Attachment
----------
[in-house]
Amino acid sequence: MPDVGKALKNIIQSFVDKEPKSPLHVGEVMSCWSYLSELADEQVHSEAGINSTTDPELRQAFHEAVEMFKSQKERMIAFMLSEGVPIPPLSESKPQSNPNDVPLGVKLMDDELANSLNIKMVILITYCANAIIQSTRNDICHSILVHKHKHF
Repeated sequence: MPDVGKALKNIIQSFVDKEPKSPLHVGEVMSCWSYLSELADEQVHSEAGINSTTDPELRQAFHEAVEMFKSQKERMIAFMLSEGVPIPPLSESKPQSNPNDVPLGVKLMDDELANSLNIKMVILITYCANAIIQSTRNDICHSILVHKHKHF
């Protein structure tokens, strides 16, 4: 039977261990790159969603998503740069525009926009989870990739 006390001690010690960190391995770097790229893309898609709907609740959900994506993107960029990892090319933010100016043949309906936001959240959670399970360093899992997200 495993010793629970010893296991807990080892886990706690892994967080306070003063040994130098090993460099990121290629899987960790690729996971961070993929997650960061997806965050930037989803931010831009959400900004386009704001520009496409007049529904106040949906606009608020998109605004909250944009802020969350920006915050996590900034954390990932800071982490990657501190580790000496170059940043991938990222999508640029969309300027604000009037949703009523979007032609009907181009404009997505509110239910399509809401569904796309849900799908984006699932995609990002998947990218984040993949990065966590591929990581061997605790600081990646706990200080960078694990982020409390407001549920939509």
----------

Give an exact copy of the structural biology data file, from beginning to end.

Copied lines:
[in-house]
Amino acid sequence: MPDVGKALKNIIQSFVDKEPKSPLHVGEVMSCWSYLSELADEQVHSEAGINSTTDPELRQAFHEAVEMFKSQKERMIAFMLSEGVPIPPLSESKPQSNPNDVPLGVKLMDDELANSLNIKMVILITYCANAIIQSTRNDICHSILVHKHKHF
Repeated sequence: MPDVGKALKNIIQSFVDKEPKSPLHVGEVMSCWSYLSELADEQVHSEAGINSTTDPELRQAFHEAVEMFKSQKERMIAFMLSEGVPIPPLSESKPQSNPNDVPLGVKLMDDELANSLNIKMVILITYCANAIIQSTRNDICHSILVHKHKHF
């Protein structure tokens, strides 16, 4: 039977261990790159969603998503740069525009926009989870990739 006390001690010690960190391995770097790229893309898609709907609740959900994506993107960029990892090319933010100016043949309906936001959240959670399970360093899992997200 495993010793629970010893296991807990080892886990706690892994967080306070003063040994130098090993460099990121290629899987960790690729996971961070993929997650960061997806965050930037989803931010831009959400900004386009704001520009496409007049529904106040949906606009608020998109605004909250944009802020969350920006915050996590900034954390990932800071982490990657501190580790000496170059940043991938990222999508640029969309300027604000009037949703009523979007032609009907181009404009997505509110239910399509809401569904796309849900799908984006699932995609990002998947990218984040993949990065966590591929990581061997605790600081990646706990200080960078694990982020409390407001549920939509």